West Indies off-spinner Shane Shillingford said his success in the two Tests against India was the result of hard work and preparation prior to the series.
The 30-year-old Shillingford captured 5-179 from 43 overs, as India were bowled out for 495 to gain a 313-run, first innings lead on the second day at the Wankhede Stadium here.
It was the sixth time that the lanky Shillingford has taken five wickets or more in a Test innings and followed a six-wicket haul in the first Test which ended last Friday at Eden Gardens in the eastern Indian city of Kolkata.
“When I left home, I was up for a challenge coming to India,” he told reporters following play. “I knew there would be spinning tracks, but I also knew at the back of mind that the Indian batsmen play spin bowling pretty well.
“I knew it was not going to be an easy work. It was a lot of hard work and stuff. I enjoyed every moment of it.”
Shillingford was trumped by Cheteshwar Pujara with the top score for India of 113, Rohit Sharma was undefeated on 111, Sachin Tendulkar made 74 and Virat Kohli hit 57, as India’s batsmen revelled in familiar conditions.
“The Indian batsmen use their feet very well against the spin and that is a plus for a batsman and helps them to build confidence,” said Shillingford. “I thought they batted really well.
“I prepared for this tour the same way I always do. I bowled a lot of balls and did some bowling at one stump.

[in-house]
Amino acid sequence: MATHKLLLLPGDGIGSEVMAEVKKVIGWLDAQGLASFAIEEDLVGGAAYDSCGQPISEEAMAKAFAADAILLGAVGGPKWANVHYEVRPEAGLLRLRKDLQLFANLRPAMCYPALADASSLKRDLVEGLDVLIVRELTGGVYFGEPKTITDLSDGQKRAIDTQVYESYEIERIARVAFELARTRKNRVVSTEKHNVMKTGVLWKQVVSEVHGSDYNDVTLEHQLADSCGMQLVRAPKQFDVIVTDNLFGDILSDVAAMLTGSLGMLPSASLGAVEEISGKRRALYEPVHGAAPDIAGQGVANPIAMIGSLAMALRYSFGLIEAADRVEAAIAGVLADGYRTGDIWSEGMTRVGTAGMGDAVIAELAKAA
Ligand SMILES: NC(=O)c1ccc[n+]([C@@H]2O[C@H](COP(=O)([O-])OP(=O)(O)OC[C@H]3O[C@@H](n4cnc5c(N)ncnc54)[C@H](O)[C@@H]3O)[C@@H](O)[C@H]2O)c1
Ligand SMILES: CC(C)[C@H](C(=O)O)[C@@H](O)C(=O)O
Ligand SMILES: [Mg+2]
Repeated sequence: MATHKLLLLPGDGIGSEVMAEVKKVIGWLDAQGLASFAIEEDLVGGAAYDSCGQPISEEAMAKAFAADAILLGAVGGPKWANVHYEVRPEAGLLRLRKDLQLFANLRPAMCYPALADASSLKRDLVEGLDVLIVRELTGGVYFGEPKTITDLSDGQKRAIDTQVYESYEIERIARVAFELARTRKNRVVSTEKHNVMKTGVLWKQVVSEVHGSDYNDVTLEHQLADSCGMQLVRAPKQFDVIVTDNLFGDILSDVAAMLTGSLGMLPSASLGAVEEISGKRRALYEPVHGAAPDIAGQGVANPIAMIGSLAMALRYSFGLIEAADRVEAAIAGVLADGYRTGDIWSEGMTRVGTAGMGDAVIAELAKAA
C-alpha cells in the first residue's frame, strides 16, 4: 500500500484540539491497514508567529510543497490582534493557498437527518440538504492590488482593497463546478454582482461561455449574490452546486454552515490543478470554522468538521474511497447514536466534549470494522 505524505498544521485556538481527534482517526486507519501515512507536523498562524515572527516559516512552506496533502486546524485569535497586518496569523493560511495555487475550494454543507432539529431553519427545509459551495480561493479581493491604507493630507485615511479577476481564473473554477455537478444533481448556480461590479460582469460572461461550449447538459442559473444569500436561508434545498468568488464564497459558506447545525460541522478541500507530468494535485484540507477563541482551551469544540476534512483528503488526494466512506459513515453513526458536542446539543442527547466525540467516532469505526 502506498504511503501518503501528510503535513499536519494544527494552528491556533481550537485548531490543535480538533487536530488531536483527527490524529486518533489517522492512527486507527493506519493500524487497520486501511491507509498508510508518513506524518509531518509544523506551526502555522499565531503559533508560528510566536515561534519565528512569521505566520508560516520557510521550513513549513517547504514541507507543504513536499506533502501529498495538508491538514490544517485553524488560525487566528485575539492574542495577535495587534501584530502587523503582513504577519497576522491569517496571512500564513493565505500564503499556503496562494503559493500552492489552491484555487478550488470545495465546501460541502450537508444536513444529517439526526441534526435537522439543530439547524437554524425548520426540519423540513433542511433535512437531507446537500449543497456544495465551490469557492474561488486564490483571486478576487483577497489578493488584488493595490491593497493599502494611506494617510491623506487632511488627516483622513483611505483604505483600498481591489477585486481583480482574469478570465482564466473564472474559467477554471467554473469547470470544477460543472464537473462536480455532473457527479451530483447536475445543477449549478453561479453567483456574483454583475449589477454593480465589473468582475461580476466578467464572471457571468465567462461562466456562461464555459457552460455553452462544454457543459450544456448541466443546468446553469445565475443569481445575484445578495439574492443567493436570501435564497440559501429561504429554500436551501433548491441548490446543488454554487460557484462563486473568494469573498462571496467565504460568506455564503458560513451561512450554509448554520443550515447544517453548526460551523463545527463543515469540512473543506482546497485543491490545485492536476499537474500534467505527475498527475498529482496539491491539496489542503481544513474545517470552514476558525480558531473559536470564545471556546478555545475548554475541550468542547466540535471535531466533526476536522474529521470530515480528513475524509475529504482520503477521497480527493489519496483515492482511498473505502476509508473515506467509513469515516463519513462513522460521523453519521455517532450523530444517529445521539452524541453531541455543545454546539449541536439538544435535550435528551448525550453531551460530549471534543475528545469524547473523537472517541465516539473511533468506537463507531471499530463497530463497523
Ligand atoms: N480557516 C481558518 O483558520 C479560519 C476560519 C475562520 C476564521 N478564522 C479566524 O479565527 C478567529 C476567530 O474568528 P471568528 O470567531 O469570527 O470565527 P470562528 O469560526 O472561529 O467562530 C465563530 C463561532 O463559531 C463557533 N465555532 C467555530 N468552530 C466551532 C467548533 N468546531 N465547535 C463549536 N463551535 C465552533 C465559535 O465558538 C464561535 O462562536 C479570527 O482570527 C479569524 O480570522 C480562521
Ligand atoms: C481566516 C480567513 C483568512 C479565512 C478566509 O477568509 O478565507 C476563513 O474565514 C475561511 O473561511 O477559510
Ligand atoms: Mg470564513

“Before coming to India, I was also doing some work with Saqlain Mushtaq and that would have helped me a lot. My main thing is to bowl long spells and do a lot of stock bowling and get the job done.”
Shillingford hailed part-time off-spinner Narsingh Deonarine for claiming the prized scalp of Tendulkar, the retiring Indian batting great.
“It wasn’t like a definite plan (to bowl Deonarine),” he said. “As the game progressed, we wanted to rotate other bowlers. When he got the wicket, we told him he is part of history now. Maybe that was [Tendulkar’s] last innings now and he wanted to play well.
“I thought [Deonarine] bowled well to him and was fortunate enough to get him out. After we came to the dressing room, we told him job well done in getting the master out.
On Tendulkar, Shillingford said: “I think as a batsman, he uses his feet very well. Coming back and forth and getting to the pitch of the ball, that is what really works for him. He has been doing it for so many years, he only got better and better.”
On the state of the game, Shillingford said he hoped the batsmen could put their heads down and bat long to bail West Indies out.
“Three wickets are down, but that is how the game goes,” he said. “We have to bat for two days. There is still a lot of batting to come. It is a matter of application and the guys getting together and getting the job done.
“On the first day, the pitch was on the damp side, the ball was doing a bit and the ball was spinning more. As the day progressed, it started slowing down a bit. I still think it is a pitch, where our batsmen can come and get big runs.
“It is a matter of application, once you apply yourself on that pitch, you can get good runs.”
West Indies resume from 43 for three on the third day.